Sexual anxiety, personality predictors of infidelity, study says

July 25, 2011, University of Guelph

People with sexual performance anxiety are more likely to cheat on their partners. That's just one of the curious findings of a new study by a University of Guelph professor on the factors that predict infidelity.

Men who are risk-takers or easily sexually aroused are also more likely to wander; for women, relationship issues are stronger predictors of unfaithfulness.

The study, published recently in the journal Archives of , is the first to look at how , interpersonal factors and sexual personality affect infidelity.

For both men and women, and interpersonal factors are more relevant predictors than are religion, , education or gender.

"Few studies on infidelity have gone beyond exploring demographics," said Robin Milhausen, a professor and researcher in Guelph's Department of Family Relations and Applied Nutrition who conducted the study with Kristen Mark and Erick Janssen of Indiana University.

"This research shows that demographic variables may not influence decision-making as much as previously thought — that personality matters more, especially for men."

The study involved 506 men and 412 women who reported being in monogamous sexual relationships lasting from three months to 43 years. Participants were asked to report on such as religion, education and income. They also completed scales that measured sexual personality variables and answered questions about their relationships.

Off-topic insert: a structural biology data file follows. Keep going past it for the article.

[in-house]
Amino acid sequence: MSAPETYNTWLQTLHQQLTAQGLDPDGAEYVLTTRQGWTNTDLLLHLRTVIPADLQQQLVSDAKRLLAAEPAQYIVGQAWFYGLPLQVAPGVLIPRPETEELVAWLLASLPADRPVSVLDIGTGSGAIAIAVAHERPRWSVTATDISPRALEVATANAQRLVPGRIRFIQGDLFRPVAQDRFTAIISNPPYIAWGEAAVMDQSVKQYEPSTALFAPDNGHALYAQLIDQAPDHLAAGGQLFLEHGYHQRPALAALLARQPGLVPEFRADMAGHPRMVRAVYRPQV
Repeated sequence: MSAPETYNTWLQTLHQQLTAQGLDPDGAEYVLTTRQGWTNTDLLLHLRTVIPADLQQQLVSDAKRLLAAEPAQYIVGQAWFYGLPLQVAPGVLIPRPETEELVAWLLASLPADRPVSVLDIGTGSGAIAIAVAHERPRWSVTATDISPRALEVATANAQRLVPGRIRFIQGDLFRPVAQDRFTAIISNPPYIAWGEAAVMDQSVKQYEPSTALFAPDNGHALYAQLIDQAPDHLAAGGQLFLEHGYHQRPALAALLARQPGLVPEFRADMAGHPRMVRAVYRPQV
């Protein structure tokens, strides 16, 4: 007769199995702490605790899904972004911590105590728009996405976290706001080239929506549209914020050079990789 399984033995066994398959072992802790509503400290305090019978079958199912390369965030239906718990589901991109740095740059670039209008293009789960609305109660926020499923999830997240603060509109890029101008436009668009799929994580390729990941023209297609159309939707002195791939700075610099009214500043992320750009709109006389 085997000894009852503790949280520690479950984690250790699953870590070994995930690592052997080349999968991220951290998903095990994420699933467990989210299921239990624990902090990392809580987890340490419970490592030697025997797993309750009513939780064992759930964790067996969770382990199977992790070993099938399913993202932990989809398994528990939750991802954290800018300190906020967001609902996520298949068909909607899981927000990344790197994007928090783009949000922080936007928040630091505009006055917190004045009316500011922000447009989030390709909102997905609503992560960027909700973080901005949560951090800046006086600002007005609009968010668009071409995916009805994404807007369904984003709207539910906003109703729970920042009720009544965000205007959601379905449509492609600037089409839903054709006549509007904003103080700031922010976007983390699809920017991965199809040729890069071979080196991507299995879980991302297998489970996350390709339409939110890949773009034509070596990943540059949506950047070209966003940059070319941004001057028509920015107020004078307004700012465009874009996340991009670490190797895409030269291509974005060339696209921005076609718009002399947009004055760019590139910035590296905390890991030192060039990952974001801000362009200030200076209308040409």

The study found little difference in rates of infidelity reported by men and women (23 and 19 per cent, respectively). But different things predicted the behavior for men and women.

For men, significant predictors of infidelity are personality variables, including propensity for sexual excitation (becoming easily aroused by many triggers and situations) and concern about sexual performance failure.

The latter finding might seem counterintuitive, Milhausen said, but other studies have also found this connection. "People might seek out high-risk situations to help them become aroused, or they might choose to have sex with a partner outside of their regular relationship because they feel they have an 'out' if the encounter doesn't go well – they don't have to see them again."

For women, relationship happiness is paramount. Women who are dissatisfied with their relationship are more than twice as likely to cheat; those who feel they are sexually incompatible with their partners are nearly three times as likely.

"All kinds of things predict ," Milhausen said. "What this study says is that when you put all of those things together, for men, personality characteristics are so strong they bounce everything else out of the model. For women, in the face of all other variables, it's still the relationship that is the most important predictor."

Milhausen cautions against misinterpreting or overemphasizing the study's findings. "Taken at face value, this research might seem to just support sexual stereotypes: Women are just concerned about the relationship, and, for men, once a cheater, always a cheater, regardless of their relationship. But the caveat is that there are a lot of variants and factors that are not explained here that might impact whether someone cheats."

Still, knowing that sexual personality characteristics — and, for , relationship factors — are strong predictors suggests directions for therapeutic interventions, she said.